The Newest Great Rivalry - by Bob Hughes

Real Estate Agent with Exit Realty Fusion

Boxing had Muhammad Ali vs Joe Frazier. Hockey had Wayne Gretzky vs Mario Lemieux. The Second World War had the Nazis against the rest of the world. Regina has Fiacco against all those don’t want their hair to look like strands of melted tire. Albert Street and Saskatchewan Drive have drivers in a hurry against the red light. Southern Saskatchewan has Exit Realty Fusion vs all the rest. Great rivalries, every one of them, and the good guys always won. The ones with the most brains, most drive, most skills, most endurance and, above all the biggest dreams, and the tenacity to chase after them are the ones who take it all.

    And now you’ve got the Saskatchewan Roughriders vs the Calgary Stampeders. It’s become the biggest rivalry in the Canadian Football League. There are those who rub their chins and figure that the Labour Day Classic between Winnipeg and Saskatchewan is the biggest rivalry. That’s not a rivalry, that’s an event.

    But, Saskatchewan vs Calgary? That’s a rivalry. It became one, for the ages, this season. Events are like weddings. Everybody shows up, parties, and goes home happy. Rivalries are wars. Rivalries are fuelled by a genuine dislike for each other. And after playing each four times this season, once in the pre-season and three times in league games, the Stampeders and the Roughriders genuinely dislike each other.

    It figures, After all, every one of those games has been a war. And, the Riders have yet to lose. Henry Burris has thrown everything he has at the Riders, and the Riders have thrown it right back at him. The rivalry boiled over when Saskatchewan went into Calgary and escaped with an electrifying 44-44 overtime tie that really was more of a win for Saskatchewan and a loss for Calgary. It got downright nasty when the Riders-out-gunned the Stampeders a few weeks later in a first-place showdown in Taylor Field. It was Saskatchewan’s first first-place finish since 1976, and half an hour after the game you could still hear the cheering of the crowd from backyards as far away as the Crescents area of Regina. It seemed almost a bigger win, in some ways, than Saskatchewan’s Grey Cup victories in 1989 and 2007. Because, you suppose, this win came at home. The fans, most of whom weren’t around 1976, weren’t sure how to act so they acted up.

    “We’ll be back here in two weeks,” promised Henry Burris. Burris had once played for Saskatchewan, leaving the Riders to go play for Calgary. Both teams have won Grey Cups since that happened, but the fans never forgave Burris. Heck, it wasn’t Burris’ fault he left. It was stubborn stance taken by general manager Roy Shivers that forced Burris to go to Calgary. But, the fans in Saskatchewan take more delight than getting on Burris than they do any other player, or coach, in the Canadian Football League.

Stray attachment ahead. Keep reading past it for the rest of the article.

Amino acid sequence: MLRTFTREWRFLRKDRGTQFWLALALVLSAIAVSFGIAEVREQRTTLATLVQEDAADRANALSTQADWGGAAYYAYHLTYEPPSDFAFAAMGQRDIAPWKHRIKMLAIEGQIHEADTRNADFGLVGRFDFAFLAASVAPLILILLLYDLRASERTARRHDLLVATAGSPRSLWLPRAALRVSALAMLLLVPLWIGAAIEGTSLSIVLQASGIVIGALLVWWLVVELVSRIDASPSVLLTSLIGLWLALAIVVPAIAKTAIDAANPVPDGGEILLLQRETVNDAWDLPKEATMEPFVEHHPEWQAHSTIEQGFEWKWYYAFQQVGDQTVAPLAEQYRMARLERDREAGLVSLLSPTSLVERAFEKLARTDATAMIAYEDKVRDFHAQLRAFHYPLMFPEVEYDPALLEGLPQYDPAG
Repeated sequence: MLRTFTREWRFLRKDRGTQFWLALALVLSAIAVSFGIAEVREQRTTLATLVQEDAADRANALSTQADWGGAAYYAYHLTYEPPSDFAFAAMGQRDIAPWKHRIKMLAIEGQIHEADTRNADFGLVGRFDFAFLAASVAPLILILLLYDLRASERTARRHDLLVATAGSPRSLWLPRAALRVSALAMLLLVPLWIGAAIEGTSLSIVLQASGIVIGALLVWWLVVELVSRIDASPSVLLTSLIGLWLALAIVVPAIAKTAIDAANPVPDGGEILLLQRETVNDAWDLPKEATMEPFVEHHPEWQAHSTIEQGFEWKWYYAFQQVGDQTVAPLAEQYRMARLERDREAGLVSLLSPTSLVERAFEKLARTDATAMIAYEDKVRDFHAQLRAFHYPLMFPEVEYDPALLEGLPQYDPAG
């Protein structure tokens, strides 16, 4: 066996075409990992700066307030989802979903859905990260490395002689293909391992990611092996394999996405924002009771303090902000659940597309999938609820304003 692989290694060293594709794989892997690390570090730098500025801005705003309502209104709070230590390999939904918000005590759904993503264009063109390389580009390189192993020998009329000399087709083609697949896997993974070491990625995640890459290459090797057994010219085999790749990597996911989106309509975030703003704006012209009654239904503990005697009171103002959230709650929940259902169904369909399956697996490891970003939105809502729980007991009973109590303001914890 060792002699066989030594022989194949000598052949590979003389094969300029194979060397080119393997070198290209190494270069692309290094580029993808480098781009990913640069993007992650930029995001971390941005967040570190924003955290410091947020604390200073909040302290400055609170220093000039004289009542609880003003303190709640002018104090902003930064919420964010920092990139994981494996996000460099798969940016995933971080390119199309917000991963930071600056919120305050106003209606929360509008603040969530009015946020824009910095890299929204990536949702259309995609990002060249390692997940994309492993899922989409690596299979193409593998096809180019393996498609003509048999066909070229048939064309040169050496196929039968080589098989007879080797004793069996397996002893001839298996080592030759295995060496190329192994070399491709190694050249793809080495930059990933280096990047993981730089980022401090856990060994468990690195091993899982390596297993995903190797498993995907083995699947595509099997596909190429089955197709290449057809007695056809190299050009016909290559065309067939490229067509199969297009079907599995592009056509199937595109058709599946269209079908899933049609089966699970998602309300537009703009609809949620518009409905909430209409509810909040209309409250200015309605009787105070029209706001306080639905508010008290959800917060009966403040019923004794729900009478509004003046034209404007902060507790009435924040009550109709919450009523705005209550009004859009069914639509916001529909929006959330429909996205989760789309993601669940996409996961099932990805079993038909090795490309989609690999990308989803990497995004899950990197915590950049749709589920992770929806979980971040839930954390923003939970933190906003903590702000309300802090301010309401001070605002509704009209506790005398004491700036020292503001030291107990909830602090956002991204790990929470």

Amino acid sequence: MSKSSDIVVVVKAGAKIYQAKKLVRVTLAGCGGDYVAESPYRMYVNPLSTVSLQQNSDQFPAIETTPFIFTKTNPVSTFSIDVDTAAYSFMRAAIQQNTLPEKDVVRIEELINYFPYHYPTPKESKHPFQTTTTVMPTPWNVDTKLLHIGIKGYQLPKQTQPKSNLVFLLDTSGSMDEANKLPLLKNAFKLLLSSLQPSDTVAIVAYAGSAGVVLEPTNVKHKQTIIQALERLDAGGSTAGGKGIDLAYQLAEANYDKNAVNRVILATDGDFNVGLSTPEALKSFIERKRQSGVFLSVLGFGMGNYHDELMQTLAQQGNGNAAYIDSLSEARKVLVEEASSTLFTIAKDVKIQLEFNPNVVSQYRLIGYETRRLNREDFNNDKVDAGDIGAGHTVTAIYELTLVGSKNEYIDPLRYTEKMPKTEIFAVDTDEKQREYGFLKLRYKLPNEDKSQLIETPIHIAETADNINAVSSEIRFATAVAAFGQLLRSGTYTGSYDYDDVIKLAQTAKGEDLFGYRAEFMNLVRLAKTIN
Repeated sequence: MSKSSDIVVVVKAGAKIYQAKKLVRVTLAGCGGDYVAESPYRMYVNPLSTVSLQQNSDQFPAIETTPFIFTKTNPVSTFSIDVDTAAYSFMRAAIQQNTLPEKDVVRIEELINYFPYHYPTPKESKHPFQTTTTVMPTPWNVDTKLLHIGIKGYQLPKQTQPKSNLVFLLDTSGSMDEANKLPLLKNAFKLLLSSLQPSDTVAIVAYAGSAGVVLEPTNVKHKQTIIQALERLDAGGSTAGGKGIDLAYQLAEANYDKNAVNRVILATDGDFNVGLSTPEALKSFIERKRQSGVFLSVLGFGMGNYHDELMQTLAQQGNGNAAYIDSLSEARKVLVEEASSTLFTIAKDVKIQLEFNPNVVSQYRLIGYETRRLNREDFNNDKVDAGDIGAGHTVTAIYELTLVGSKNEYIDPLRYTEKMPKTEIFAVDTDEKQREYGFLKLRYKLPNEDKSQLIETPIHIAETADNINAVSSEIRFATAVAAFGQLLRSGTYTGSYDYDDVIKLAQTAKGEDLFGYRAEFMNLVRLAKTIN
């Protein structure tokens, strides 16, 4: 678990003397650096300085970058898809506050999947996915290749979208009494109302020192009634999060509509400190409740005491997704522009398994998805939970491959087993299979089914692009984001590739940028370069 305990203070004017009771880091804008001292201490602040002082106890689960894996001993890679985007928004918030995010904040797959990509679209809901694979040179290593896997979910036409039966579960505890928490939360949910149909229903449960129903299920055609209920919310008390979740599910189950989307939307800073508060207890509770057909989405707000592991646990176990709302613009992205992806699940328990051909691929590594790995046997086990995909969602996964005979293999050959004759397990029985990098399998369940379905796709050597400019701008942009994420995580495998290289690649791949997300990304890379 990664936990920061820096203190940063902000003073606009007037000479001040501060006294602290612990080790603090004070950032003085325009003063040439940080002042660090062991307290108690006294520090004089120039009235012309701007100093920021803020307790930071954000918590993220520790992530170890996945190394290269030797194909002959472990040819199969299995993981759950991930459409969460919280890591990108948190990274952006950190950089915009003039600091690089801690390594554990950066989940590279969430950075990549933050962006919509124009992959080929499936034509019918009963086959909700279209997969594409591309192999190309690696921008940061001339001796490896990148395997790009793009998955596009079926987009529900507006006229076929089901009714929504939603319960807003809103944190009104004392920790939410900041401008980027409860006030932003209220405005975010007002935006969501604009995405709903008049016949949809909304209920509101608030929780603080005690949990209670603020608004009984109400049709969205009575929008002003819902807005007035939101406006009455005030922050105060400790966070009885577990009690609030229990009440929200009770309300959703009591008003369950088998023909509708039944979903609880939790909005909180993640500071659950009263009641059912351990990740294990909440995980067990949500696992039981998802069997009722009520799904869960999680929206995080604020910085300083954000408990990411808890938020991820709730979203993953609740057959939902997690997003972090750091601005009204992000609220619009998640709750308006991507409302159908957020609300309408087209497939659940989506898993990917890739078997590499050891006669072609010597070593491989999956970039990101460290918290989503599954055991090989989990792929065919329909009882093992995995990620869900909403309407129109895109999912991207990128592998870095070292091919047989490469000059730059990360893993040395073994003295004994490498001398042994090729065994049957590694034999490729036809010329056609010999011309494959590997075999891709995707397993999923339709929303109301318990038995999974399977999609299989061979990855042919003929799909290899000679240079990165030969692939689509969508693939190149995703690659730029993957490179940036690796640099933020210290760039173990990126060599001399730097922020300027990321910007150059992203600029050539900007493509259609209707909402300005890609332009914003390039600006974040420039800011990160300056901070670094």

Rivalries have to have a lot of ingredients before they become special. Off the top, the games have to be close and they have to be last-minute deals before they’re decided. The teams have to have exceptional talent across the board. The coaches have to figure out ways to make them play as a team. John Hufnagel and Ken Miller have done that, and it hasn’t been easy for either one of those head coaches.

    Burris had developed into one of the most complete quarterbacks in the league. It’s around his athletic ability that the Stampeders’ offence feeds off of. Darian Durant has more than proven that Ken Miller was right that Durant could become the next great Rider quarterback. He is like Ron Lancaster in many ways, the most obvious being that he seems to be at his best when the pressure is at its highest level of intensity.

    But beyond all of that is these two teams just plain don’t like each other. Their games are played at a high level with little give and take on either side. The Riders haven’t really out-played the Stampeders this season as much as they have out-gutted and out-lasted them.

    They will meet in the Western final for the first time since 1971 when Calgary swept the best-of-three series. But, now it’s sudden-death, a one-game shot that will in all reality tell who really won the rivalry in 2009.

    As the doctor said when the fourth Dionne baby was born, “Don’t go away, this thing ain’t over with yet.”


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